Lopez: You write, “perhaps the Democrats’ widely disparate views on Iraq, Afghanistan, Iran, and the use of military force will someday congeal into a coherent set of policies that Americans will feel confident is up to the task of protecting them from a relentless, merciless, and blood-thirsty foe. Until that day, voters will have the choice of the Republican worldview, warts and all, or the incoherent option from the other side of the aisle.” So who will do that? Is that Hillary’s job?

Geraghty: She’s the only one with the capacity and inclination to do it; Mark Warner has made his choice by cuddling with Daily Kos. I say some nice things about Hillary Clinton’s stances, speeches, and views on terrorism in the book’s closing chapter, which I figure is going to have three repercussions. First, I’m going to get written out of my parents’ will. Second, praise from a guy affiliated with National Review might be the straw that breaks the camel’s back, and could end up making her utterly unacceptable to a majority of Democratic-presidential-primary voters.

If the second comes to pass, the third will be me getting rewritten back into my parents’ will.

 Lopez: Are you afraid your book might clue Dem strategists in?

Geraghty: When I began it, I worried that the Democrats might go from being the John Kerry party to the Joe Lieberman party, and the contrast between the parties would fade.

I’ll give you a moment to wipe the milk-out-the-nose spit-take effects from your screen.

The problem for the Democrats is that there is just a huge, huuuuuge gap between the views of their base and the views of the rest of the country on terrorism issues. There are a lot of poll results that suggest this, but one of my favorites was one in 2004 that asked, “do you see America’s military as a force for good in the world, or a force for evil?” And 80 percent said good, 19 percent said evil. Which party do you think the vast majority of those who said “evil” are in?

The other poll that left me slack-jawed was the statement that only 59 percent of Democrats believe it was “not a mistake” to send troops into Afghanistan. Again, Afghanistan, not Iraq! A lot of war opponents aren’t opposed to U.S forces fighting in Iraq; they’re opposed to U.S. forces fighting anywhere.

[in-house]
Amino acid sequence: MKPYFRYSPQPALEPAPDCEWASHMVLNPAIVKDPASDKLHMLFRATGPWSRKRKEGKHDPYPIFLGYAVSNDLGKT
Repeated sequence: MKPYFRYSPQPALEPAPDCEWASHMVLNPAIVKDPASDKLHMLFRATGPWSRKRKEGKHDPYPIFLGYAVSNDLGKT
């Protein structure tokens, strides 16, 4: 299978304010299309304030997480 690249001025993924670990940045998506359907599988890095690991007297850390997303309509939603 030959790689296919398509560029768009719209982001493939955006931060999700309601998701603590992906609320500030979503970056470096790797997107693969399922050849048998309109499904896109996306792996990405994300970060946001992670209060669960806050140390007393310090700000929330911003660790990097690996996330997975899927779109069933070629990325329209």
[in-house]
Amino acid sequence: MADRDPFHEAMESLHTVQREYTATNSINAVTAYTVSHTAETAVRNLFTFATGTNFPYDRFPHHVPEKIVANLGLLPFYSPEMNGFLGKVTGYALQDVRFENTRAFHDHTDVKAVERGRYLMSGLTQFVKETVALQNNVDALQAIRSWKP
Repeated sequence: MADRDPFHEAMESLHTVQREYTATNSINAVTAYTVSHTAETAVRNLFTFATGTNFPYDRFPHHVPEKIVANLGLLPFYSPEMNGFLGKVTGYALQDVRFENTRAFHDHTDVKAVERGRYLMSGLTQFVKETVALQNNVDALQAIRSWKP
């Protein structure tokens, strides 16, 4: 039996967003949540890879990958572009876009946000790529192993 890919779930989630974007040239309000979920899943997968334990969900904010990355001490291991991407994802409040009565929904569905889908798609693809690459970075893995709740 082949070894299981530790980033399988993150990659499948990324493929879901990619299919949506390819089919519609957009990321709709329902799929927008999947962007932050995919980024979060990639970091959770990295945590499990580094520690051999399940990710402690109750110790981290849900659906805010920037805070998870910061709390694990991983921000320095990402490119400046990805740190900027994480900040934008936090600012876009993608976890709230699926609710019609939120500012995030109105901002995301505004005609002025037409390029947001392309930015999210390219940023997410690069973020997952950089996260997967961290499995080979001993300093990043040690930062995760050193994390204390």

For the Democrats to win, they can do one of two things. The first is fudge it, paper over the differences, be vague; Kerry tried this in 2004 and a lot of candidates are trying it this year. The other is that they can take on their base head-on and say, “No, the Bush administration was not secretly behind 9/11. No, we’re not fighting for oil, no, the media is not all secretly controlled by Karl Rove, yes, al Qaeda is real, yes, we need a serious plan to fight them, and that means something beyond “more money for port security and a National Tire Fuel Efficiency Program.”


Maybe there’s a Democratic consultant and candidate willing to try to drag their base kicking and screaming to reality, but right now, I don’t see them.

Lopez: ”Many conservatives were born on the morning of September 11, 2001.” Why aren’t they all bussing into Pennsylvania to campaign for Rick Santorum?

Geraghty: I think the Right and the Left react differently to political events and news that angers them. When Rove says, “Democrats have a pre-9/11 worldview,” liberals — and this is a generalization — get angry, get organized, and make a lot of noise. They’ll get together and protest anything — wave signs, chant, blog like the wind, write letters to the New York Times, call in to C-SPAN… Clearly, the Right has nothing that can match their arsenal of giant paper-mache puppets.

That, generally, is not the style of conservatives. Sure, they have some protests, and they blog, and they call in to Rush and fume around the watercooler. But I suspect a large number just take a lot of that anger and hold on to it until Election Day.

When the Right is given some sort of political outrage or stimuli — like, say, Cindy Sheehan calls the likes of Khalid Sheik Mohammed “one of my brothers or sisters in humanity” — they seethe a bit, and then they just kind of store it away in their cerebral file cabinet. If the outrage is big enough –“I voted for it, before I voted against it”; Dean suggesting the Saudis warned Bush about 9/11; Patty Murray suggesting that Osama bin Laden is beloved because he builds day-care centers — it becomes a star in their worldview firmament, and a reason “why we just can’t trust those ^%$& liberals.” And on Election Day, these hawks, Jacksonians, 9/11 Republicans, etc. focus that anger in a way that is very beneficial to the GOP.

So they may very well show up for Santorum on Election Day, they may not. But they’re not going to make a lot of noise doing it. It’s not the Silent Majority, but let’s call it the Quietly Angry Plurality.

<title>Voting to Kill, by Jim Geraghty</title>
<author>Jim Geraghty</author>